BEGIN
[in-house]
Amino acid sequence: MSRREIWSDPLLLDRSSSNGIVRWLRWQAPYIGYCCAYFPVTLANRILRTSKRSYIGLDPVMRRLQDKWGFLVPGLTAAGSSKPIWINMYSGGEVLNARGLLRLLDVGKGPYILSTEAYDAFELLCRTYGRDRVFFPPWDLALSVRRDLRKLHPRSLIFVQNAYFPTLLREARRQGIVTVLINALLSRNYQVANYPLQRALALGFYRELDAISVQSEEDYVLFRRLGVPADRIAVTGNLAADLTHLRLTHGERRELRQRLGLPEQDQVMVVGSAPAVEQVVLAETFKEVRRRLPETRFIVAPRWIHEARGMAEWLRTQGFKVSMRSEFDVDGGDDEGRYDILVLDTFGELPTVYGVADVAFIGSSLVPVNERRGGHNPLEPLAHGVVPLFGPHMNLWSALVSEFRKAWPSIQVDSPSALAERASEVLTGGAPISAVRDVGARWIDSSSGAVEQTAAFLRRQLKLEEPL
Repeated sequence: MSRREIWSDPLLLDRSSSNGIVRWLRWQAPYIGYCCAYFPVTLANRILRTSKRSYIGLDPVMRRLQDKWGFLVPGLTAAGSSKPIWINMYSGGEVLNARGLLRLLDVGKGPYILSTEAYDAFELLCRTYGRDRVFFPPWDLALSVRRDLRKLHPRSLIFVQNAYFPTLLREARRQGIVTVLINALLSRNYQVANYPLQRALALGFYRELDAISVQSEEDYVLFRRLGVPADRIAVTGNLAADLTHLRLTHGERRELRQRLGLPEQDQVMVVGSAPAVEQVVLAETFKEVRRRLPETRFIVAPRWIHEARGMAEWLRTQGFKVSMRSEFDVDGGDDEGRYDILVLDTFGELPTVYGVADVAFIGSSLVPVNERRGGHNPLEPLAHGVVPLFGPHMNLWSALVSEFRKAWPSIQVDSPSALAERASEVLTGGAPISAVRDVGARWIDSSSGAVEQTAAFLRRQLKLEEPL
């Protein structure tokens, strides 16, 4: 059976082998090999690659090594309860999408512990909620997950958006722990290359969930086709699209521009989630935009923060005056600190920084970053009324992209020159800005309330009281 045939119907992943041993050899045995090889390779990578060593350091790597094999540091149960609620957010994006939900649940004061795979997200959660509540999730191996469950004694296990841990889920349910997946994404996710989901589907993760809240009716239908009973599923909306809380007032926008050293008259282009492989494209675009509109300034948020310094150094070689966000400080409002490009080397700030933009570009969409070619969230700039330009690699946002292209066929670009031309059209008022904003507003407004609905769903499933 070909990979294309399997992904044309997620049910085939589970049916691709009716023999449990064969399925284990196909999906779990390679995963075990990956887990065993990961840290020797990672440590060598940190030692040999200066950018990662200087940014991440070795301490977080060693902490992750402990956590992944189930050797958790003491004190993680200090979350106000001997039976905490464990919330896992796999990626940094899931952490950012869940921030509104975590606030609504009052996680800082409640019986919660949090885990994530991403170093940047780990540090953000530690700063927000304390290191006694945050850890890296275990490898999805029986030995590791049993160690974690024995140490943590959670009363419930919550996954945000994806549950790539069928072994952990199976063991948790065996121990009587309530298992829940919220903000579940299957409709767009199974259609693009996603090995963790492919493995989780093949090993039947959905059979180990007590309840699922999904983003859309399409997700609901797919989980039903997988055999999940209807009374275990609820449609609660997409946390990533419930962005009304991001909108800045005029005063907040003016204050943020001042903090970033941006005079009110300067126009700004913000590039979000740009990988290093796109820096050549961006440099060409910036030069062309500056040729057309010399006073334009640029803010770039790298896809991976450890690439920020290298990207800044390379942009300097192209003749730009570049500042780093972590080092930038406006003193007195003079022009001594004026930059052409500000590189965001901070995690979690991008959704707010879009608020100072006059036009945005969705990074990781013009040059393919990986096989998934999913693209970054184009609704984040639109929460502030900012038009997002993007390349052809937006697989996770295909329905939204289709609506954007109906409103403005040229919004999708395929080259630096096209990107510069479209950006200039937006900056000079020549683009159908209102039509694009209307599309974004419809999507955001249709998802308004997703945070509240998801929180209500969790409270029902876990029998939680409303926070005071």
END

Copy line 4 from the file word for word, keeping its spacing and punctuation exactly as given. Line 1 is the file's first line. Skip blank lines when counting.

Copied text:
């Protein structure tokens, strides 16, 4: 059976082998090999690659090594309860999408512990909620997950958006722990290359969930086709699209521009989630935009923060005056600190920084970053009324992209020159800005309330009281 045939119907992943041993050899045995090889390779990578060593350091790597094999540091149960609620957010994006939900649940004061795979997200959660509540999730191996469950004694296990841990889920349910997946994404996710989901589907993760809240009716239908009973599923909306809380007032926008050293008259282009492989494209675009509109300034948020310094150094070689966000400080409002490009080397700030933009570009969409070619969230700039330009690699946002292209066929670009031309059209008022904003507003407004609905769903499933 070909990979294309399997992904044309997620049910085939589970049916691709009716023999449990064969399925284990196909999906779990390679995963075990990956887990065993990961840290020797990672440590060598940190030692040999200066950018990662200087940014991440070795301490977080060693902490992750402990956590992944189930050797958790003491004190993680200090979350106000001997039976905490464990919330896992796999990626940094899931952490950012869940921030509104975590606030609504009052996680800082409640019986919660949090885990994530991403170093940047780990540090953000530690700063927000304390290191006694945050850890890296275990490898999805029986030995590791049993160690974690024995140490943590959670009363419930919550996954945000994806549950790539069928072994952990199976063991948790065996121990009587309530298992829940919220903000579940299957409709767009199974259609693009996603090995963790492919493995989780093949090993039947959905059979180990007590309840699922999904983003859309399409997700609901797919989980039903997988055999999940209807009374275990609820449609609660997409946390990533419930962005009304991001909108800045005029005063907040003016204050943020001042903090970033941006005079009110300067126009700004913000590039979000740009990988290093796109820096050549961006440099060409910036030069062309500056040729057309010399006073334009640029803010770039790298896809991976450890690439920020290298990207800044390379942009300097192209003749730009570049500042780093972590080092930038406006003193007195003079022009001594004026930059052409500000590189965001901070995690979690991008959704707010879009608020100072006059036009945005969705990074990781013009040059393919990986096989998934999913693209970054184009609704984040639109929460502030900012038009997002993007390349052809937006697989996770295909329905939204289709609506954007109906409103403005040229919004999708395929080259630096096209990107510069479209950006200039937006900056000079020549683009159908209102039509694009209307599309974004419809999507955001249709998802308004997703945070509240998801929180209500969790409270029902876990029998939680409303926070005071």